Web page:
We then recruited up to 50 women from each circle, and invited them to view videos at specific times in specific venues that we had previously contracted (mostly churches).  Women were required to share with us their national ID number, and used the ID as an entry ticket to the videos, ensuring compliance with the random assignment.  Nearly 6,000 women – about 2,000 in each experimental group – were recruited.

Although there was some initial interest in the videos, 45 percent of those recruited attended no shows, 25 percent watched 4 or more, and only 4-4.5% from each group watched at least 10 of the 12.  The small gifts that we gave to all attendees, such as hand lotion and soap, were not powerful enough to generate larger attendance rates.

One of our outcome measures was the willingness of women to sign an on-going petition that was being administered by a local NGO.  The petition, which demanded better sanitation services for residents, was conducted independently of our research, but we were able to observe how participation was correlated with the assignment to different groups in our experimental.  The idea was that signing the petition was a privately costly action, since a signatory was required to report her national ID number, and could potentially be exposed to retribution.  But the marginal private benefit, and in particular the likelihood of being pivotal in any meaningful sense, was essentially zero.

To test whether motivational material or simply actionable information was more effective, we crossed the treatment and placebo arms with a simple community service message alerting viewers to the presence of the signature campaign and encouraging them directly to sign.  This imperative was expected to have little effect on the other measures of agency that we documented in our end-line survey (the subject of a forthcoming post), but could conceivably have focused the attention of viewers on the signature campaign.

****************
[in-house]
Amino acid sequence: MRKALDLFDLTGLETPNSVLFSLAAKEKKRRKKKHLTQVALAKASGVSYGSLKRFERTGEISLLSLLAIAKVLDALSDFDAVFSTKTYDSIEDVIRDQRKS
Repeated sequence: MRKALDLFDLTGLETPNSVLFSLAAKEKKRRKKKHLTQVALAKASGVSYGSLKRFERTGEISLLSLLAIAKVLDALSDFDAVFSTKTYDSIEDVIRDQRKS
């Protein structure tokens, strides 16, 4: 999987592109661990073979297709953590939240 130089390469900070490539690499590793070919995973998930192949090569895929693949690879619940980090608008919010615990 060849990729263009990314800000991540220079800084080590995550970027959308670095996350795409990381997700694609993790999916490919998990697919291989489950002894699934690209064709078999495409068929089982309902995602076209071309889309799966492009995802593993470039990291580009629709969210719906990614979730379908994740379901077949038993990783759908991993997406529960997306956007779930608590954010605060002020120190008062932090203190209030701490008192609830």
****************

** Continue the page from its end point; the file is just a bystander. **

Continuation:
Our results were either disappointing, or intriguing, depending on how you think about it.  Women in the control group had about an 80 percent likelihood of signing the petition if asked.  Exposure to each of the video treatments – both treatment and placebo – appeared if anything to reduce women’s willingness to sign the petition.   However the effects were statistically insignificant, and there was no difference between treatment and placebo groups.  More importantly, those assigned to receive specific information about the signature campaign were about 10 percent less likely to sign (significant at the 5 percent level).

In this case at least, motivating and inspiring individuals to act in the public interest through storylines and group activities (watching either treatment or placebo videos) did not seem to have much of an effect.  And the intervention that might have been more likely to move people – a simple informational imperative – may well have back-fired.

So we face a challenge – tangential motivation through general storylines might be ineffective, or at least sufficiently subtle to be difficult to detect in an experiment with low compliance rates, but direct instruction can lead to unintended consequences.

Sometimes, research highlights puzzling and unexpected results. Rather than brush them aside, we take the opportunity to think more and deeper about behavior change, which we know is conditioned by a range of factors, both internal to an individual as well as external (contextual).  Among factors that behavioral interventions commonly try to address are individual attitudes and perceptions, based on the theory that these can promote or hinder desired behavior change; a following post will examine some of the nuances and challenges in influencing and measuring these key determinants of behavior in the context of the Makutano Junction study. 

Read more: Georgetown University